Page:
Few people like to think of themselves as gatekeepers—least of all librarians. Yet that’s exactly the position I found myself in a little over two years ago when I left my job in a children’s library, where I spent a large chunk of my days finding the right book for the right reader at the right time, to become the editor of School Library Journal (SLJ) reviews, where I now sit among a privileged minority of “experts” “tastemakers” and—yeah—gatekeepers, helping determine what books are good, great, even distinguished. Indeed, review editors can affect the larger conversation about books, selecting which titles merit professional evaluation—and which titles can be ignored. As Peter Parker’s Uncle Ben so sagely warned, “With great power comes great responsibility.” What does all of this mean for diversity and representation within the pages of our magazine? How do I, sitting in a potentially powerful and privileged spot within the publishing ecosystem, ensure that our reviews not only shine a light on a diverse array of authors, illustrators, and subjects, but also surface stereotypes, cultural inaccuracies or insensitivities, or other problematic elements in text or illustrations?
SLJ publishes over 6,000 reviews every year—roughly 300 book reviews in every issue—almost all of them written by school or public librarians who work with kids and/or teens every day. Working with a team of three other book review editors, I must ensure that the reviews we publish are not merely grammatically correct and factually sound, but that they accurately and fairly describe and critique each work. In an ideal world with infinite reading time and no deadlines (If there is a heaven, I’m really hoping it’s this exactly), the other editors and I would read every single book we assigned from cover to cover. Realistically, beyond some of the picture books, most of the titles we send to our reviewers will not be fully read by an editor. As a result, we place an enormous amount of trust in our reviewers. We trust that they accurately describe the plot and characters. We trust that they carefully articulate both the positive and negative aspects of the writing, pacing, characterization, and so on. We trust that they recognize—and critique—stereotypes, caricatures, or culturally inaccurate or insensitive portrayals. But do they? And how would an editor who hasn’t read the book know if a reviewer missed something important? These are the kinds of questions that keep a review editor up at night.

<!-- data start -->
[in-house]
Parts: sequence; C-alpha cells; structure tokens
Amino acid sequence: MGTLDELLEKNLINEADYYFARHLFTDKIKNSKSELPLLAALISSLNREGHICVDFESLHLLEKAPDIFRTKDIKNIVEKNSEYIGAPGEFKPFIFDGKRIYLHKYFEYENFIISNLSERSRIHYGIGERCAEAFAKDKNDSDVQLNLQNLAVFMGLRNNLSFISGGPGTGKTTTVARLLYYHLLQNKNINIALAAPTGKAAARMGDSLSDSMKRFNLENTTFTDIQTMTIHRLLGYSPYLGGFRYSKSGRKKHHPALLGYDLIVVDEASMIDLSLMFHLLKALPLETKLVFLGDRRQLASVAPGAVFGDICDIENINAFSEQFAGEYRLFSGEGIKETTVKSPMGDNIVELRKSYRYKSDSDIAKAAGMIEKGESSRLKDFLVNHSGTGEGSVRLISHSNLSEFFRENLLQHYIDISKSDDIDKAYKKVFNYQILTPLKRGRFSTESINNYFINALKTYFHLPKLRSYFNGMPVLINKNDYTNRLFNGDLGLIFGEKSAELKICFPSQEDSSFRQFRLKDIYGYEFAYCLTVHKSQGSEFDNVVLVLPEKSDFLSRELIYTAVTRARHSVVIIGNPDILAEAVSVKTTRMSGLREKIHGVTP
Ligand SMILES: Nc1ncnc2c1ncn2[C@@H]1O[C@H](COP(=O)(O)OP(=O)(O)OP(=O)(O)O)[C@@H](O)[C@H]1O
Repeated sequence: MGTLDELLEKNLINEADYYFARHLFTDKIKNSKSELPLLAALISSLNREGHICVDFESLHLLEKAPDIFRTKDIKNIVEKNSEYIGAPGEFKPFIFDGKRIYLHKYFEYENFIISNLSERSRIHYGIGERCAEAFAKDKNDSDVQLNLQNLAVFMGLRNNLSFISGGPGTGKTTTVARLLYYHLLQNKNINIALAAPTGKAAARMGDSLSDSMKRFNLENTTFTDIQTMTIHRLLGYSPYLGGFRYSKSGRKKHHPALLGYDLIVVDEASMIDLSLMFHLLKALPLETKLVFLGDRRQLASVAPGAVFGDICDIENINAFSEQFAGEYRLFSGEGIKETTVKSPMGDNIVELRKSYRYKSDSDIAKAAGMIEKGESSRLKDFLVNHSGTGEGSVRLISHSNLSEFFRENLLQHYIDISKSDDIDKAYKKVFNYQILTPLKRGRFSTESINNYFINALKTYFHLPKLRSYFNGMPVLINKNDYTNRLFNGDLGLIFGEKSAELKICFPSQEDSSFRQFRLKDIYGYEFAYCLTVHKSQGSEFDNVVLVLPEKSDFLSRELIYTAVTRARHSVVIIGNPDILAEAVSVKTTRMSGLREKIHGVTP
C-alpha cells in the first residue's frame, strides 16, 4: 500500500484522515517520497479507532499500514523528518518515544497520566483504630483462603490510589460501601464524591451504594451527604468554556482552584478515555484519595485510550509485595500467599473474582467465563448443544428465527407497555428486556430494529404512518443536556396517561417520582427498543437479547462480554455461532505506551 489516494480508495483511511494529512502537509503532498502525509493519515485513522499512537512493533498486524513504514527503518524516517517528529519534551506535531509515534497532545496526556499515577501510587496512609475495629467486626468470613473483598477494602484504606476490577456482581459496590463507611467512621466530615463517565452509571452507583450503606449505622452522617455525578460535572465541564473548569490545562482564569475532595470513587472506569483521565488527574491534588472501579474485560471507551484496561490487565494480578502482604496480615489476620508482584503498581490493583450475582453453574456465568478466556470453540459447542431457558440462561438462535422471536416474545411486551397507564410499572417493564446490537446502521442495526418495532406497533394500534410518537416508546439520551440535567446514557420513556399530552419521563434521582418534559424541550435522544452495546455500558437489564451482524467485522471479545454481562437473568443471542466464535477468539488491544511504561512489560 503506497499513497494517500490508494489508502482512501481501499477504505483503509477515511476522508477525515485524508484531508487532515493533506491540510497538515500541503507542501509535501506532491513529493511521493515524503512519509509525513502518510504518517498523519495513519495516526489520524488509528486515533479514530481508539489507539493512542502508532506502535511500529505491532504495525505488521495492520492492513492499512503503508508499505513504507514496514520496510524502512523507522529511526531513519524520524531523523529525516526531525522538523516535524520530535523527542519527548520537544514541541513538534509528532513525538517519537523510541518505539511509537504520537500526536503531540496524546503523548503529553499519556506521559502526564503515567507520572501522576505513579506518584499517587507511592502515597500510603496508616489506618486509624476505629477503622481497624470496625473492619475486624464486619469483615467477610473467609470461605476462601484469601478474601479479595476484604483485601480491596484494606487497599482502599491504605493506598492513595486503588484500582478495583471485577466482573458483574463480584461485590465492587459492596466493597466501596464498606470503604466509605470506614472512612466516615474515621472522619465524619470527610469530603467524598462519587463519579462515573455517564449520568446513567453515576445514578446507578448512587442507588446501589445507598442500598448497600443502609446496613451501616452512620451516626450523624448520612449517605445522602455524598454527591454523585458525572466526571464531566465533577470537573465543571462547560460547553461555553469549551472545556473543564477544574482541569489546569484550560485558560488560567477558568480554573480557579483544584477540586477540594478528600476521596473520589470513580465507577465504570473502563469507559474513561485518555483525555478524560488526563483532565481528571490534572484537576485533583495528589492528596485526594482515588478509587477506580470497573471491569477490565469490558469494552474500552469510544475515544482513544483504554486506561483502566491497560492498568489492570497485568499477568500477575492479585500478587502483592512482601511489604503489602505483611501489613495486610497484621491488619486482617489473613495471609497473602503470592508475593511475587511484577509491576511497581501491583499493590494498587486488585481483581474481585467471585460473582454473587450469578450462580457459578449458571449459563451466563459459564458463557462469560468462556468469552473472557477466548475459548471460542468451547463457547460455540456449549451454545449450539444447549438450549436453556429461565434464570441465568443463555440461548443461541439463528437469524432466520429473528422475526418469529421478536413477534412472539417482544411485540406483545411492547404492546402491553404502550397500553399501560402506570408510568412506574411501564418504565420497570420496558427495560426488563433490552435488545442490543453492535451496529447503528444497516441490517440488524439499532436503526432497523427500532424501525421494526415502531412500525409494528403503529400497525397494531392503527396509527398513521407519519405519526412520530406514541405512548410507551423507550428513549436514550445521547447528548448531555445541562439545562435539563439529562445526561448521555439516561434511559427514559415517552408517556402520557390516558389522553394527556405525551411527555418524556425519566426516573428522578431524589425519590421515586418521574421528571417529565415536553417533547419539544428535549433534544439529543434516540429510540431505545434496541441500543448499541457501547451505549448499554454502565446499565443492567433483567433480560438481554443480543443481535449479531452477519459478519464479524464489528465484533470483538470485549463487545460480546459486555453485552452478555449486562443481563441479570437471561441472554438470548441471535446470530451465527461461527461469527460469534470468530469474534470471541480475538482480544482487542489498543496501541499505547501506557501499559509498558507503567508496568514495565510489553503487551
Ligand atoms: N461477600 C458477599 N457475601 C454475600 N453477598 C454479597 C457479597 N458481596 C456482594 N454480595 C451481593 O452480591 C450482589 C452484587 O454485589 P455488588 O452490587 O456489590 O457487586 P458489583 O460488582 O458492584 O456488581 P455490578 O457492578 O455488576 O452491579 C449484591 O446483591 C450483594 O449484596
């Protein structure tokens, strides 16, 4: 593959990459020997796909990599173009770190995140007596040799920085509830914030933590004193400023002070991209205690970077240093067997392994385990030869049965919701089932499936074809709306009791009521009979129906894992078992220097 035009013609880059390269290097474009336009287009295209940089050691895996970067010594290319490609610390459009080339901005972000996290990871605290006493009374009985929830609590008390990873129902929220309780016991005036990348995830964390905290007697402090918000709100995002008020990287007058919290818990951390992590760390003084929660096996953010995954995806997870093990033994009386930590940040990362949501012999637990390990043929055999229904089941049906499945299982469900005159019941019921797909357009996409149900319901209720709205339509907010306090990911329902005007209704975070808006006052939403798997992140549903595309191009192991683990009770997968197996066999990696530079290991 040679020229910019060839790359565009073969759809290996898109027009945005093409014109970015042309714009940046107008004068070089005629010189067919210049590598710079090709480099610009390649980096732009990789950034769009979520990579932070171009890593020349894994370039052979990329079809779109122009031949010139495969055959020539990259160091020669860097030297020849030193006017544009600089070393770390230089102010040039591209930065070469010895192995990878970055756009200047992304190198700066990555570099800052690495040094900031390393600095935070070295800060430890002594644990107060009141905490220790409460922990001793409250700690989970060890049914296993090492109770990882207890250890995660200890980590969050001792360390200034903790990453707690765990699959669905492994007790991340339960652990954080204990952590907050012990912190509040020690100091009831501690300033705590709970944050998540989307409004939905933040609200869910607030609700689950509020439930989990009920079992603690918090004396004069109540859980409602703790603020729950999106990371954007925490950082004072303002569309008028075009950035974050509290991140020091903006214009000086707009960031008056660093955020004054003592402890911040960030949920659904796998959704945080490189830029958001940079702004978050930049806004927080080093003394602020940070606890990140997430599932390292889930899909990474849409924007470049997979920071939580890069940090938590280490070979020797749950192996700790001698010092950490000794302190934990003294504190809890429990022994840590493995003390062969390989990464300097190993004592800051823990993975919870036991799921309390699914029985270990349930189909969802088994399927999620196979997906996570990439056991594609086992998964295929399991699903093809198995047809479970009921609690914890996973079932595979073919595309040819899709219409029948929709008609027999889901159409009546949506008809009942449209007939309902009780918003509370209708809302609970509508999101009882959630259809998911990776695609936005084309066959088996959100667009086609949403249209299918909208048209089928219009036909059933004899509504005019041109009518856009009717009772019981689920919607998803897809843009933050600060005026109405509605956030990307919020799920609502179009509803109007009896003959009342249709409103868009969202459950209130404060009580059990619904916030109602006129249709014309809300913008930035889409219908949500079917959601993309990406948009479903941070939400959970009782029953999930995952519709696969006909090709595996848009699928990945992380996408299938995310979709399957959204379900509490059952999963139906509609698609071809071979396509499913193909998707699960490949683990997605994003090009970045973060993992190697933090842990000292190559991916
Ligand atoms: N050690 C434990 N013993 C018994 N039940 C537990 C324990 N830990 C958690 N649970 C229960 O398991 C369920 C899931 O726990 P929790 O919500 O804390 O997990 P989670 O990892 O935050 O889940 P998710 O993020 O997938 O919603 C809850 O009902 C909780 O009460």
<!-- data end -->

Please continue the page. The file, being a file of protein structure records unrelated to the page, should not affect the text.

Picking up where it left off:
About a year ago, Jason Low of Lee & Low Books asked me what our pool of SLJ reviewers looked like in terms of demographics. “Huh…,” I said, staring into the middle distance, my mouth slightly agape. “I have no idea. In fact, I don’t think anyone has ever asked that question.”
Why not? Well, I had a pretty fair guess. SLJ, like many other professional review journals, recruits a fair share of its reviewers from the ranks of the American Library Association (ALA) membership, specifically its two youth divisions, the Association for Library Service to Children (ALSC) and the Young Adult Library Services Association (YALSA), as well as the American Association of School Librarians (AASL). Anyone who’s ever attended an ALA conference or meeting can attest to the general homogeneity: it’s largely White and female. Still, I couldn’t get Jason’s question out of my head. Sure, we might not be all that surprised by the results, but couldn’t a deeper look at the makeup of SLJ reviewers help us better understand where we stood and where we may need to focus our recruitment efforts? And wouldn’t greater transparency—owning up to those statistics and actively working to change them—be one important step in our efforts to bring more and better diversity to library shelves and, in turn, young readers?